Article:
Light Years From My Comfort Zone
Back in the decade we lived in Chile’s Chiloé Islands, a hippie sort of bookshop lay tucked between our favorite restaurant, El Sacho, and the Castro Hostería where we’ve just spent the night. The place was called Light Years, and this morning as I wake up, I still feel light years out of my comfort zone here.
Light Years’s windows were crammed not only with books on subjects ranging from metaphysics to local lore, but also boasted crystals, pyramids, incense, and anything else left over from the Chilean Age of Aquarius. Despite the (perhaps superficial?) changes we’ve observed here, I wonder, as I often used to, if real transformation still crawls light years in the distance.
“A fear of the unknown must not set boundaries for our lives. An overweening desire for comfort must not inhibit our appetites for danger.” –Eugene Peterson, This Hallelujah Banquet
It’s Day 4 of our Return to Chiloé anniversary trip, and today, a Monday this year, is the actual date. As you may remember, we aren’t particularly thrilled with this rundown ex-VIP hotel we’re staying in. BUT we rise to the occasion, determined to make everything special even if some of it’s out of our comfort zone.
For some reason I can’t quite identify, the dining room feels homey this morning as we have our breakfast. Maybe it’s the comforting crackle and the woodsy smoke from the open fireplace with its hammered iron hood. Or the aroma of fresh rolls and coffee, the pots of yogurt and dishes of blackberry jam. It could even be the call from family in Santiago that we enjoy as we linger over another café con leche.
Possibly we hang out longer at the table because one of the most spectacular scenes of the trip spreads out before our dewy window. We’ve only ever visited this restaurant after dark, and how much we missed! Gigantic Araucanian pines (AKA monkey puzzles) frame the ice-blue finger of the Fiord of Castro in feathery-ink relief. White cotton puffs dot the sky. A rainbow of roofs tumbles toward the inlet waters. So we make new memories.
A cruise ship—the Skorpios, maybe—has docked in the port below, and a gaggle of seniors is herded into the Hostería for brunch just now. We’re glad to slip away as the dining room clogs up. The tourist guidebook needs updating, we think, or somebody has clout …since Castro offers far more interesting places to visit. They’ll appreciate the view here, at least, and it gives us a smile to realize we’re not the only ones out of our comfort zone today.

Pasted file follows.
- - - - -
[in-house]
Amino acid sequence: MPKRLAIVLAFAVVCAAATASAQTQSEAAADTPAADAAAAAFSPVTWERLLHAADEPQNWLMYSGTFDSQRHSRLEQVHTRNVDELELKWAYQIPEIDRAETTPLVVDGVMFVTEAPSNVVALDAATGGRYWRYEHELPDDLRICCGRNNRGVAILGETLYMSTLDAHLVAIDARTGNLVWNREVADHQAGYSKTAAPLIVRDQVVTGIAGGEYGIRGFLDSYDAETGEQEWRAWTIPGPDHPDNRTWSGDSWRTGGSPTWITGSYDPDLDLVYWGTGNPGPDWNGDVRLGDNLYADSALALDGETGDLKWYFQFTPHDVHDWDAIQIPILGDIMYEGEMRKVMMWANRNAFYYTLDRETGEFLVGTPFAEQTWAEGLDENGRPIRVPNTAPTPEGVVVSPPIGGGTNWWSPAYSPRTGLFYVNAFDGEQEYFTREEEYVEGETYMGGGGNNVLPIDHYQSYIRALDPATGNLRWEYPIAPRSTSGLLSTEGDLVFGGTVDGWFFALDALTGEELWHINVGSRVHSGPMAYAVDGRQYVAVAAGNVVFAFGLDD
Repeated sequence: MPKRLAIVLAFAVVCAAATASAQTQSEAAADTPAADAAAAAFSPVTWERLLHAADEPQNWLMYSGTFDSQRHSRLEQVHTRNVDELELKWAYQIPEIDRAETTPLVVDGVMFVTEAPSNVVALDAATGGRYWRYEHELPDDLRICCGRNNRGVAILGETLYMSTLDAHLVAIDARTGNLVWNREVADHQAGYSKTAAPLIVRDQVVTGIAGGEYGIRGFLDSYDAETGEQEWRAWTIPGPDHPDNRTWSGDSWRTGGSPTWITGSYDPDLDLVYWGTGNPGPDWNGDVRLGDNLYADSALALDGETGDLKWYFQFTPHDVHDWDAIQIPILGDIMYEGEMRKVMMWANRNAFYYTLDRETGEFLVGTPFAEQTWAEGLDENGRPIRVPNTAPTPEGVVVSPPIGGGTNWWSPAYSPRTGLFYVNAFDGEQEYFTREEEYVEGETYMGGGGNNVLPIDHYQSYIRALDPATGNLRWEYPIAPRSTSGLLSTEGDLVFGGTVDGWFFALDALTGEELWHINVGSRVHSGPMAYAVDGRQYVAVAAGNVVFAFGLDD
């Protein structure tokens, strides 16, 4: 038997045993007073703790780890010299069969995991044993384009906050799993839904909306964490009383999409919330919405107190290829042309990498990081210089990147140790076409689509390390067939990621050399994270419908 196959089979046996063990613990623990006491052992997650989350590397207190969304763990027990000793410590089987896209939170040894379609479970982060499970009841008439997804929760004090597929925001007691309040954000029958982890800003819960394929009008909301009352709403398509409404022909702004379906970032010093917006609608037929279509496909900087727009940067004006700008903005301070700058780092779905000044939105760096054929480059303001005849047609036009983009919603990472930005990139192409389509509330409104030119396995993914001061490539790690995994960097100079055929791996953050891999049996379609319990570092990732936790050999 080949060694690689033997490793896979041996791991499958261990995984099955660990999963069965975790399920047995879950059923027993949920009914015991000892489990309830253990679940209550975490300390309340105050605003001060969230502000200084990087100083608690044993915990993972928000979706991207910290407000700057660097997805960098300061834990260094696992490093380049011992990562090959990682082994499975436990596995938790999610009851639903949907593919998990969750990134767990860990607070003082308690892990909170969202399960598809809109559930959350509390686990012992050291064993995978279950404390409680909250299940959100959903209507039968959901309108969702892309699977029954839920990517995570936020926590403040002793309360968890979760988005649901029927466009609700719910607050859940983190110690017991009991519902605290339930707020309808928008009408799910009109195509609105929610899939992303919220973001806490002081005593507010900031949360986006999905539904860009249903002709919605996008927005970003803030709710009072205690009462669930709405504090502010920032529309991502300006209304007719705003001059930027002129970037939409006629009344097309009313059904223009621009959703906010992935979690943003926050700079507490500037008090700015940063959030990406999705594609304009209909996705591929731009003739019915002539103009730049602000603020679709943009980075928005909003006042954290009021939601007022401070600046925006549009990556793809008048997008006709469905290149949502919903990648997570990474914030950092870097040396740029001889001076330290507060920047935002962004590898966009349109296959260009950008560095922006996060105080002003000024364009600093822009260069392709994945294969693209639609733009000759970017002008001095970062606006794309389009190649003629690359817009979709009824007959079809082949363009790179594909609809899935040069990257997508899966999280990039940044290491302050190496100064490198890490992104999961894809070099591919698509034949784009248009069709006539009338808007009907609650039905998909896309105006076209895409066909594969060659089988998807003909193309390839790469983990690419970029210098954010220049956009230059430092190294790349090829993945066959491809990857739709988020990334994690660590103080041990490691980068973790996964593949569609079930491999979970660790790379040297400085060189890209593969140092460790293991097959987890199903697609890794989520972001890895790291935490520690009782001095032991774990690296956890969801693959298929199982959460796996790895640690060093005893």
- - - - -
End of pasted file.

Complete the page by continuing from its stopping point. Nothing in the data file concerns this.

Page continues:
Rainy Days and Mondays
Almost as soon as we drive out of the hotel parking lot, the morning fog condenses into drizzle and envelops us. We wander around the town, revisiting old haunts and recounting tales of long-ago problems and pleasures. The weather only gets disconcertingly worse. Soon it’s raining cats and dogs, as it can only do in Chiloé.
After living in Santiago for so many years, we’ve all but lost our skills for dealing day after day with rain, rain, rain. Maybe we’ve forgotten we won’t melt, because we’re content to stay cozy in the comfort zone of our rental car, even though we end up peering at everything through a screen of steam.
“Honestly, Your Highness, where’s your sense of adventure?” –Danielle in Ever After
That much confessed, we’re not dampened in the least. Our joy in the journey of exploration hasn’t faded with the sun. We circle the plaza several times just to take another look at the towering cathedral decorated in birthday-cake colors. We discover an alluring restaurant called El Pomodoro…Italian, in Chiloé? (Out of some Chilotes’ comfort zone, for sure.)
And we park longingly in front of the closed gates of the fairgrounds for the traditional Customs Festival. Sigh, we need to return in the summer.
Moving on back downhill, we pass the provincial hospital, once so small even though it’s the main medical facility for the archipelago. It has grown to occupy several blocks. We sweep around twice, gawking through a soup of car exhaust and rain. I imagine all my story characters gathered here at the climax of The Sea-Silk Banner (Book 3 of First Mate’s Log).
I ask my husband to head to the port area at the foot of Blanco Street. Here the Maritime Government building, the island base of the Chilean Armada, depresses me, almost stings with its cold shoulder. Not sure why, since I never expected grand. Is it the blackened shingles, the leaden fiord and steely-stern atmosphere, or maybe the renewed downpour that thrust me out of my comfort zone now?